Among conservatives, there is perhaps
no senior figure in Washington more associated with compromise
than Senator Orrin Hatch (R-UT).
Considered a strong conservative by liberals,
Hatch frustrates conservatives. He's supported federal health
care, anti-gun measures and the legal destruction of healthy
human embryos for stem-cell research.1 When
he briefly ran for president against George W. Bush, he told
the Washington Post "I think it is time to have someone
who is not beholden to the Republican establishment."2
In a 1998 cover story, National Review
magazine said of him that "His politics are almost always
reactive and within the narrowly defined bounds of what's possible
But Hatch's always dignified but frustrating
penchant for pragmatism is playing a key role in the developing
federal solution to one of the most intransigent, and undercovered,
issues of recent decades: the asbestos liability crisis.
Despite tens of thousands left unemployed,
its negative effect on the stock market, the bankruptcy of 60-plus
firms and a price tag likely to exceed the cost of the Iraq war,
this crisis has attracted little notice outside of those directly
Asbestos, a mineral, was once considered
an industrial godsend. Because certain varieties do not burn
or conduct heat and are resistant to chemicals, they were widely
used for making fireproof materials, electrical insulation, roofing
and filtering devices.
Users included the Big Three auto makers
(asbestos was once the mainstay of brake linings), most electric
utilities, shipbuilders, oil refineries, construction firms,
textile mills and even such far removed companies as Gerber,4
Campbell Soup,5 Dow Jones,6 Sears,7
Viacom8 and Gallo.9
If directly inhaled over long periods,
asbestos can be lethal. During the first six decades of the 20th
century, hundreds of thousands of workers in mines, shipyards
and factories worked largely unprotected from clouds of asbestos
dust. Many developed debilitating diseases such as asbestosis
and mesothelioma, and those affected died premature and painful
The Environmental Protection Agency then
took a zero-tolerance line against asbestos, falsely stating
that even infinitesimal amounts of this mineral that most of
us breathe daily poses a health hazard. Numerous independent
studies subsequently concluded that asbestos, when sealed into
products, is harmless.
But personal injury lawyers had entered
the fray. The first of many big name bankruptcies occurred in
the 1980s. Huge awards stirred attorneys to file more lawsuits,
even as defendants' links to asbestos became weaker. By 2002,
the Rand Institute of Civil Justice estimated a whopping 85 percent
of America's major corporations were targets of asbestos lawsuits,
as were tens of thousands of smaller businesses. Most had only
a peripheral connection to asbestos, or simply purchased a firm
that once had some connection to the mineral.
Shockingly, evidence revealed that little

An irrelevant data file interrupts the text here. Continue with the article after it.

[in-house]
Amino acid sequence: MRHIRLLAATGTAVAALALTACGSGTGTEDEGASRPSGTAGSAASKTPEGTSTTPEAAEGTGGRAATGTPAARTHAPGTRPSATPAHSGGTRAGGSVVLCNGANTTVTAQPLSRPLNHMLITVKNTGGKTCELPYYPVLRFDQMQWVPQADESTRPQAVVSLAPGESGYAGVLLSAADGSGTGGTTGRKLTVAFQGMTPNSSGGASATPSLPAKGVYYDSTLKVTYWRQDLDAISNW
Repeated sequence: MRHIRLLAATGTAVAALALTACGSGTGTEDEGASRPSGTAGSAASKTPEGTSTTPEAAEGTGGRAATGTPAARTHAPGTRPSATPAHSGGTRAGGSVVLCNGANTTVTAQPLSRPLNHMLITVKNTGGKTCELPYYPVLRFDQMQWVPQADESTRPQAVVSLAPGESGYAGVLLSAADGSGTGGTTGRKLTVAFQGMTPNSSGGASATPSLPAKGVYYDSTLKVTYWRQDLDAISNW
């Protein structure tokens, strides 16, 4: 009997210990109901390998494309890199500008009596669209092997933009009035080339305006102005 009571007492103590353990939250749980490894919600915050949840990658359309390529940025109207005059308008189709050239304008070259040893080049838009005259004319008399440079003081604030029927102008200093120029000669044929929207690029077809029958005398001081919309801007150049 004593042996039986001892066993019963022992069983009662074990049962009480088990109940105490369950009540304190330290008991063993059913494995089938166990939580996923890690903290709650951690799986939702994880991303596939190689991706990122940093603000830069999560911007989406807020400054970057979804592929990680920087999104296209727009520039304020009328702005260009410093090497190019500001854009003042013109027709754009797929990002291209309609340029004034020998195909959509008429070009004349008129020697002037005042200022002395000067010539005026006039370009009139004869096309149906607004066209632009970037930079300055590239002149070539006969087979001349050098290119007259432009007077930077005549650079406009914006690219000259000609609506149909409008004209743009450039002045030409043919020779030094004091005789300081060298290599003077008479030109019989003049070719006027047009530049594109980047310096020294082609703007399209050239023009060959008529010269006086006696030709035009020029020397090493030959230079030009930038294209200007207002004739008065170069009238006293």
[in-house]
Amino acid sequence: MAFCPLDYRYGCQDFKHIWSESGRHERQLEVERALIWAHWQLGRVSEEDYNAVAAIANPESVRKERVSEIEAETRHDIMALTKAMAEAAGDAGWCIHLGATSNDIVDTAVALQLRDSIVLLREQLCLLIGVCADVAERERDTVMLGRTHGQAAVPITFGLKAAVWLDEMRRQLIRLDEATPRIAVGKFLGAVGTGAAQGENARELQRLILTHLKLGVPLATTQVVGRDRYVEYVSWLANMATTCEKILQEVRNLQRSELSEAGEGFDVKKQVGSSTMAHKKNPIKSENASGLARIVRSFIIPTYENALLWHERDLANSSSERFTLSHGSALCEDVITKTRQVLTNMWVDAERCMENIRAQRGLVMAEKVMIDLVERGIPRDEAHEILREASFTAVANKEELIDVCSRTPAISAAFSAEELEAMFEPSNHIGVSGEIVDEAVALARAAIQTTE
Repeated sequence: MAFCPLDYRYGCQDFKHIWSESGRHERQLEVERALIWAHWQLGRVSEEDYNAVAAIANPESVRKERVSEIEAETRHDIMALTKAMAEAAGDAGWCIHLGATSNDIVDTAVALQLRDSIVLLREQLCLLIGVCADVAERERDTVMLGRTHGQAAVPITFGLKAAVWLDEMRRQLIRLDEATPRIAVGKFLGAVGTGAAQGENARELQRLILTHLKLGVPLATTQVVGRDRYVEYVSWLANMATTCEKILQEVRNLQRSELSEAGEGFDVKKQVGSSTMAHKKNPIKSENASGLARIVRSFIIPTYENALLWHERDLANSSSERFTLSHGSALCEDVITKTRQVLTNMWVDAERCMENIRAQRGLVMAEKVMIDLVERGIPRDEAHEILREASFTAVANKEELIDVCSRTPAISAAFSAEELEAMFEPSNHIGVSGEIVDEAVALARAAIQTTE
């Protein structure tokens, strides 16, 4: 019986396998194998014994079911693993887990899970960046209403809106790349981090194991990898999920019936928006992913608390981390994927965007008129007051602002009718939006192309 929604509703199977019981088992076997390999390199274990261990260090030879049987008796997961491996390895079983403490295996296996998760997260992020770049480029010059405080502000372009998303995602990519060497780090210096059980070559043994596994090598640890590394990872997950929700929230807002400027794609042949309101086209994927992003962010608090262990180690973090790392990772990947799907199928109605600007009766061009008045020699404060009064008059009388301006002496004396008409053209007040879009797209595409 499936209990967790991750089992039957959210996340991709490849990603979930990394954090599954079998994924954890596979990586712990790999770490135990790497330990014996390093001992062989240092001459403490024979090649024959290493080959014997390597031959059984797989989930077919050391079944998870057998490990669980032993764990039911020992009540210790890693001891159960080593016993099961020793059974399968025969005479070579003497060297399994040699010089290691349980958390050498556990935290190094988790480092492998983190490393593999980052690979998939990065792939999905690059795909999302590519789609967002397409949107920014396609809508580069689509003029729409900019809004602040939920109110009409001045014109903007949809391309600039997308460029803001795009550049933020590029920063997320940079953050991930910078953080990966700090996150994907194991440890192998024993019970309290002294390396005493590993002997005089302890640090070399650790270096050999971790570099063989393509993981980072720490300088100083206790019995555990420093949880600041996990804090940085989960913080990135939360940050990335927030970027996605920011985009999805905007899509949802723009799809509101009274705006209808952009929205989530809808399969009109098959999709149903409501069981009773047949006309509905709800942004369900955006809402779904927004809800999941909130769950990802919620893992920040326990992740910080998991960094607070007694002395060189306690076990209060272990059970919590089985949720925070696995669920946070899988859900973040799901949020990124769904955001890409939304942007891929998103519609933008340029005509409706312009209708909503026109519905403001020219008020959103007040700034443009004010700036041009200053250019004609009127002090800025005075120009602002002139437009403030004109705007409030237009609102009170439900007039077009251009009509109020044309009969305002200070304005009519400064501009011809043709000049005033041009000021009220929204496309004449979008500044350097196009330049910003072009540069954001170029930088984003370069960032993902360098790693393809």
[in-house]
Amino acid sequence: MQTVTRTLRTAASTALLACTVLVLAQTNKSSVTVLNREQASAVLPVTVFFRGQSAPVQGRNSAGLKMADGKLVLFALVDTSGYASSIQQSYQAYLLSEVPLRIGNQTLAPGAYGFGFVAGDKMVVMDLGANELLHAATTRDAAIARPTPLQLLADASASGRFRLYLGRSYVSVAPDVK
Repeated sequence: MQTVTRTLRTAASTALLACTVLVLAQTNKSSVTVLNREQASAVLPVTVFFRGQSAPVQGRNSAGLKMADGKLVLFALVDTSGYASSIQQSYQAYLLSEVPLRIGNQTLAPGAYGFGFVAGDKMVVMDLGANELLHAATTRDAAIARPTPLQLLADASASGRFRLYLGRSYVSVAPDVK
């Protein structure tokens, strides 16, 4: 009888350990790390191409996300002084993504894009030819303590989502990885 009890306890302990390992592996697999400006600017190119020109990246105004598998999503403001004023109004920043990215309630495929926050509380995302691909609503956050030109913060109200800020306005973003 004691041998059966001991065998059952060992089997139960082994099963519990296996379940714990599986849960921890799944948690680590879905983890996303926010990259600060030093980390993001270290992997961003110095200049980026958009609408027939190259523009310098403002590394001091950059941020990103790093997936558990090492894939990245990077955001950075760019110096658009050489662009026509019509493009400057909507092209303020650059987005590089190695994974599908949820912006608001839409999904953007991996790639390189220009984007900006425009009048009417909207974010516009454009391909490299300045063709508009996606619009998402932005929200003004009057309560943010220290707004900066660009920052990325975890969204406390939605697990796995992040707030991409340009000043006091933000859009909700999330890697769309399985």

of the billions awarded were reaching sick plaintiffs. Huge legal
expenses were taking 60 percent of the awards, and 65 percent
of the funds left over were going to persons who had no asbestos-related
illness and probably never would.
Meanwhile, bankruptcies mounted and efforts
at a universal settlement hit a brick wall when the U.S. Supreme
Court declared in July 1999 that because of irreconcilable interests
of sick victims versus healthy persons exposed to asbestos who
might someday become ill, Congress, not the judicial system,
would have to be involved in any permanent solution.10
The personal injury lawyers continued
their attacks as the debate became mired in politics: Democrats,
heedful of the interests of lawyers who donate generously to
their campaigns, had reason to delay. Republicans lacked the
60 votes necessary to get a bill through the Senate, and in any
case were divided between two competing solutions: a so-called
medical standards solution and a trust fund for paying claims.
But the compromise engineered by Hatch
is now giving the first hope in years that the crisis may soon
be solved. If so, victims will benefit and so will the economy.
One Morgan Stanley analyst likens the positive benefit of successful
tort reform to the full impact of President Bush's proposed dividend
Working with key liberal Senators Patrick
Leahy (D-VT), Chris Dodd (D-CT) and others, and giving labor
unions a place at the table, Hatch has managed to broker a compromise
that will have defendant corporations and insurance companies
finance a $108 billion asbestos trust fund.
The lawsuits will end. Genuinely ill
plaintiffs will get benefits without legal fees, lengthy court
cases or the need to prove a single defendant caused their illness.
A chest X-ray showing asbestos-related disease presented before
a special asbestos court of five judges will be enough to trigger
compensation at levels related to the seriousness of the disease.11 And although corporations will fund the proceedings
and the payouts, asbestos-related bankruptcies should cease,
as companies will know the extent of their liabilities and be
able to plan for them.
The labor unions aren't yet signed on,
but they want to tweak the Hatch solution, not kill it. It's
their members, after all, who often are plaintiffs, and trial
attorneys, for all their value to liberal causes, are rarely
members of labor unions. And Hatch's quarter-century of compromise
on Capitol Hill has given him, by GOP standards, the trust of
But thanks to behind-the-scenes maneuvering
by a Senator often maligned by conservatives for his eagerness
to compromise, it is just possible that a permanent end to this
crisis is on the horizon.
# # #
Amy Ridenour is president of
The National Center for Public Policy Research, a Washington,
D.C. think tank. Comments may be sent to firstname.lastname@example.org.